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Practice nurse recruitment difficulties in half of surgeries


The number of practice nurses employed in England is continuing to slowly increase but around half of GP practices are still finding it difficult to recruit to posts, a new report had indicated.

There was a 2.8% increase in the number of full time equivalent practice nurses in the most recent year, based on NHS data, said the King’s Fund in its latest report on NHS performance, which was published today.

“Several practices were having to leave positions unfilled and either reducing appointments or asking existing staff to work harder”

King’s Fund report

This small boost – from 15,398 in 2015 to 15,827 in 2016 – followed a 2.2% increase between 2014 and 2015, and was in keeping with a succession of small annual increases since 2012, when there were 14,695 practice nurses.

But according to data from a sample of 202 GP surgeries in England – just under 3% of the total number in the country – the demand for general practice services has also been increasing.

Between 2014-15 and 2016-17, there was a 7.5% increase in total contacts. This comprised a 2.8% increase in face-to-face appointments, and a quarter more telephone contacts.

Over the same period, the average number of patients registered with each practice in the sample increased by 6.2%.

“A vicious circle of high workload leading to recruitment issues caused even higher workload for remaining staff”

King’s Fund report

Meanwhile, a snapshot survey of 68 GP partners and managers carried out by the think-tank revealed that 47% were having difficulties recruiting practice nurses.

In addition, around half said they were having problems recruiting doctors and most said they intended to deal with this by changing skill mix, including employing advanced nurse practitioners.

“Several practices said that they were having to leave positions unfilled and either reducing appointments or asking existing staff to work harder,” said the report.

“A common theme in the responses was that there was a vicious circle of high workload leading to recruitment issues which caused even higher workload for remaining staff. Only by addressing this did practices feel they would be able to recruit staff,” added the report.

Overall, the King’s Fund quarterly monitoring report on NHS finances revealed that half of health service areas were planning to cancel or delay spending because of cost pressures.

The think-tank’s report revealed that 50% of clinical commissioning group finance leads think that achieving this year’s forecast is likely to depend on delaying or cancelling spending.


Readers' comments (6)

  • Coming from a GP surgery, the difficulties in our practice centre around terms and conditions. The annual leave is less as is the salary as we are not employed under an A4C contract. Few nurses are willing to leave the NHS to work for less. The GPs want a nurse who is able to hit the ground running, but experience comes with a price tag that they are simply not willing to pay.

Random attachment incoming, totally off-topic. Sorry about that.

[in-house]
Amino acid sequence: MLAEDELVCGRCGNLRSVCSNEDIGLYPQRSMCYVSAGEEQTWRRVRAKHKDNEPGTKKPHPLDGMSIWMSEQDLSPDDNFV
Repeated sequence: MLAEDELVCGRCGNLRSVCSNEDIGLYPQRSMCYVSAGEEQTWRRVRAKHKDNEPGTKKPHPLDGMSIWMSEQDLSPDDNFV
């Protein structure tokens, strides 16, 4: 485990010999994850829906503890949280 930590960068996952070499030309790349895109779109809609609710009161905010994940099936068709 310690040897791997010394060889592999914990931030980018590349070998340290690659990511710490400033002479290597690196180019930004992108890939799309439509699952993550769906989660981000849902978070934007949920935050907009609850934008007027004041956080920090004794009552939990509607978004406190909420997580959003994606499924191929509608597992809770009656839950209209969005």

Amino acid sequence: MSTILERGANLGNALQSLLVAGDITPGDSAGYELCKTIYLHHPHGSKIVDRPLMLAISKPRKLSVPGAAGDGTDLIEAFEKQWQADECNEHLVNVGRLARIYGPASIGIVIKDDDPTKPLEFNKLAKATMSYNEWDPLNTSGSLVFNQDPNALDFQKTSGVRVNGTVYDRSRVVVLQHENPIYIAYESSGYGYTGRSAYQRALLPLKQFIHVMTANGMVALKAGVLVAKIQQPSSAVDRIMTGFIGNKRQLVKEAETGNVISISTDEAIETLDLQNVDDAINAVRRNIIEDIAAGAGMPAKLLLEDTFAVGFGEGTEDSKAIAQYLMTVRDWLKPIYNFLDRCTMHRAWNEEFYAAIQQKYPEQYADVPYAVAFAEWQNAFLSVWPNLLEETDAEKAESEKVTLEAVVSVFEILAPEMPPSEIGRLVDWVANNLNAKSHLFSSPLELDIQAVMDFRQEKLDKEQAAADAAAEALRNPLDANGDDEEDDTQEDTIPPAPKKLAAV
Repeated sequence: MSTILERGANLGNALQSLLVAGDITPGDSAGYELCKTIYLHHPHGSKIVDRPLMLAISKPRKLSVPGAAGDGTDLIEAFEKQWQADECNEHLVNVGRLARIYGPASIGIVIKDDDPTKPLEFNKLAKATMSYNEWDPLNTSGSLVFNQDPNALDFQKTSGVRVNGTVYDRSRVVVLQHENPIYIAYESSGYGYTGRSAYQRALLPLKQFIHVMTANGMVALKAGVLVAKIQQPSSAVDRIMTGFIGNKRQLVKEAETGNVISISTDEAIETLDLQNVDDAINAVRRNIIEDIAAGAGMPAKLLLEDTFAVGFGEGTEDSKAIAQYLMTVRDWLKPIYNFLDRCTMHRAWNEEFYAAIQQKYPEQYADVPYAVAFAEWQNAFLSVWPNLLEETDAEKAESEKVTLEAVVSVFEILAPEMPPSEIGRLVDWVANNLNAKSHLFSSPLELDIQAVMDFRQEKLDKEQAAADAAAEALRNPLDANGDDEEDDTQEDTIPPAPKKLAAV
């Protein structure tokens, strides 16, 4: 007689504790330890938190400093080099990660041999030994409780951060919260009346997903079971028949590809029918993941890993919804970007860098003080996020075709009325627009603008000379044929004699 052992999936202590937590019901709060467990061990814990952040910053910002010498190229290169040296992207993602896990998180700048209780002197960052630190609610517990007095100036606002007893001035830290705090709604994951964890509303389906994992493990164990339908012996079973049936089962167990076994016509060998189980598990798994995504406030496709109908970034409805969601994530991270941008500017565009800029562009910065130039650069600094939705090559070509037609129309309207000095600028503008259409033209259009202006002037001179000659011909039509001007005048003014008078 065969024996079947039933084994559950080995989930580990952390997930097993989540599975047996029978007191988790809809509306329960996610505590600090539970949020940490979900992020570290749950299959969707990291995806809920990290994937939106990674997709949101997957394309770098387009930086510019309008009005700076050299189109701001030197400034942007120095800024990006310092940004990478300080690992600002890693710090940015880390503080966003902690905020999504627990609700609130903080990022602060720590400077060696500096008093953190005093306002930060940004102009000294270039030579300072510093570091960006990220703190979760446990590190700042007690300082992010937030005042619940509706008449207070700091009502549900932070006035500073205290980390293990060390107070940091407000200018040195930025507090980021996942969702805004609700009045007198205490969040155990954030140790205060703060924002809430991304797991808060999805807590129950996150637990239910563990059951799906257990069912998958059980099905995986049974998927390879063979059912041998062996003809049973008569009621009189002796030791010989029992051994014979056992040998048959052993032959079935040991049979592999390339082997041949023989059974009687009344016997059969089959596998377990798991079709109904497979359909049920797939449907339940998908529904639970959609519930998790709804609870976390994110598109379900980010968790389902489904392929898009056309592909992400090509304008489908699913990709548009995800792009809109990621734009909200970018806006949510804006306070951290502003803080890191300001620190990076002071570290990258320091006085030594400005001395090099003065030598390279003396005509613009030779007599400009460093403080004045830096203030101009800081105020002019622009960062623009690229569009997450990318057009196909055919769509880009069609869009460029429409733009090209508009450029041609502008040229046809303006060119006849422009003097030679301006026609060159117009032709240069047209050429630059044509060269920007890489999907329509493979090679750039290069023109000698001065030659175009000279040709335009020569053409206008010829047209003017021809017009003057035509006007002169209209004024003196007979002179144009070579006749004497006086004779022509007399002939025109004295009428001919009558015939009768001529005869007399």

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  • I never see posts offering diploma financing at University alongside contracted hours. Any nurses interested in training to be a GP nurse would need to fund their own training before applying for a job.

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  • As a retired nurse with pre operative assessment and acute surgical experience, assessment skills for diabetes and asthma. Wound assessor . Need to brush up on vascular dressing technique , be trained in colposcopy technique and vaccinations. seems my existing skills are ignored despite my eagerness to learn new skills. Can't progress new skills without being in s job where I can practice them. One of the few who would return in this role

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  • I agree with all the comments above, but will add that the advertising for jobs is too restrictive eg nurse with A&E experience. I know many A&E nurses and to be honest they are not interested in primary care at all. A&E nurses like action you may find 1 in 50 A&E nurses wanting to move to primary care. Change the advert to nurse with 18 months experience in A&E, surgical, medical and paediatric experience you might find that the application pool would be different. There is also that lack of on the job training lets face it nursing in a huge crisis the more you offer someone the more they are likely to want to make that change.

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  • I agree too. All the job adverts I've seen are asking for 'experienced' practice nurses; but there never seems to be anything offering training. I think a lot more experienced nurses would be applying if there were opportunities for a training post in this specialised role.

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  • It seems to be the same problem across many areas. Only willing to recruit nurses who have already done the job. To get a job you need to have certain qualifications but to get on the courses you need to already have a job in that area. I feel a lot of GP practices are greedy and unwilling to spend money, so they can have more profit.

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